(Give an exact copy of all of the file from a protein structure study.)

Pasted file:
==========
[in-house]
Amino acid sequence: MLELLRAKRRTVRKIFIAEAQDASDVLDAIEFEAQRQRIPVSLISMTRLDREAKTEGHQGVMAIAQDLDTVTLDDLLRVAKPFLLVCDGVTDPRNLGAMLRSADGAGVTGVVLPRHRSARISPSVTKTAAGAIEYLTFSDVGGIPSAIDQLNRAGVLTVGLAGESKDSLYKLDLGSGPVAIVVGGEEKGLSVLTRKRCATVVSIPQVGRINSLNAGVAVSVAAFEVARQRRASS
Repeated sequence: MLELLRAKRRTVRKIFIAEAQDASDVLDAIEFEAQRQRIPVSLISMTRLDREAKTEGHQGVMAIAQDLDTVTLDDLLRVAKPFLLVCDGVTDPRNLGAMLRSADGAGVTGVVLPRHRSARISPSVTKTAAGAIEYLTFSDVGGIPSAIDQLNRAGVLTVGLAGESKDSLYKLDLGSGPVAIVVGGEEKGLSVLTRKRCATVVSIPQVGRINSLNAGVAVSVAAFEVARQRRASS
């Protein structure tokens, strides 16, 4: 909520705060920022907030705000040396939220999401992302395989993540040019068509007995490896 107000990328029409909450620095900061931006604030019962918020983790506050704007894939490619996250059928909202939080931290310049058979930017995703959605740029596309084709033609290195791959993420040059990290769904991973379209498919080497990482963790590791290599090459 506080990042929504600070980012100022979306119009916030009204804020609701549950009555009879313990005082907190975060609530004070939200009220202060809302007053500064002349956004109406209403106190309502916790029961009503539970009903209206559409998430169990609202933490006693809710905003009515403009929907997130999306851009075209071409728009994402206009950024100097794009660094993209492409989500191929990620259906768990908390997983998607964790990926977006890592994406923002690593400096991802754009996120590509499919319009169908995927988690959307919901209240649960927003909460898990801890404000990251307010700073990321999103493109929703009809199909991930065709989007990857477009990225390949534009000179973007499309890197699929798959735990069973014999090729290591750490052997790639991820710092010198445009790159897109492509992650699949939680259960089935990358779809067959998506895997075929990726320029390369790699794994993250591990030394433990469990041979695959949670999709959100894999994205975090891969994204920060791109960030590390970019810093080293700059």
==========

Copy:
[in-house]
Amino acid sequence: MLELLRAKRRTVRKIFIAEAQDASDVLDAIEFEAQRQRIPVSLISMTRLDREAKTEGHQGVMAIAQDLDTVTLDDLLRVAKPFLLVCDGVTDPRNLGAMLRSADGAGVTGVVLPRHRSARISPSVTKTAAGAIEYLTFSDVGGIPSAIDQLNRAGVLTVGLAGESKDSLYKLDLGSGPVAIVVGGEEKGLSVLTRKRCATVVSIPQVGRINSLNAGVAVSVAAFEVARQRRASS
Repeated sequence: MLELLRAKRRTVRKIFIAEAQDASDVLDAIEFEAQRQRIPVSLISMTRLDREAKTEGHQGVMAIAQDLDTVTLDDLLRVAKPFLLVCDGVTDPRNLGAMLRSADGAGVTGVVLPRHRSARISPSVTKTAAGAIEYLTFSDVGGIPSAIDQLNRAGVLTVGLAGESKDSLYKLDLGSGPVAIVVGGEEKGLSVLTRKRCATVVSIPQVGRINSLNAGVAVSVAAFEVARQRRASS
């Protein structure tokens, strides 16, 4: 909520705060920022907030705000040396939220999401992302395989993540040019068509007995490896 107000990328029409909450620095900061931006604030019962918020983790506050704007894939490619996250059928909202939080931290310049058979930017995703959605740029596309084709033609290195791959993420040059990290769904991973379209498919080497990482963790590791290599090459 506080990042929504600070980012100022979306119009916030009204804020609701549950009555009879313990005082907190975060609530004070939200009220202060809302007053500064002349956004109406209403106190309502916790029961009503539970009903209206559409998430169990609202933490006693809710905003009515403009929907997130999306851009075209071409728009994402206009950024100097794009660094993209492409989500191929990620259906768990908390997983998607964790990926977006890592994406923002690593400096991802754009996120590509499919319009169908995927988690959307919901209240649960927003909460898990801890404000990251307010700073990321999103493109929703009809199909991930065709989007990857477009990225390949534009000179973007499309890197699929798959735990069973014999090729290591750490052997790639991820710092010198445009790159897109492509992650699949939680259960089935990358779809067959998506895997075929990726320029390369790699794994993250591990030394433990469990041979695959949670999709959100894999994205975090891969994204920060791109960030590390970019810093080293700059």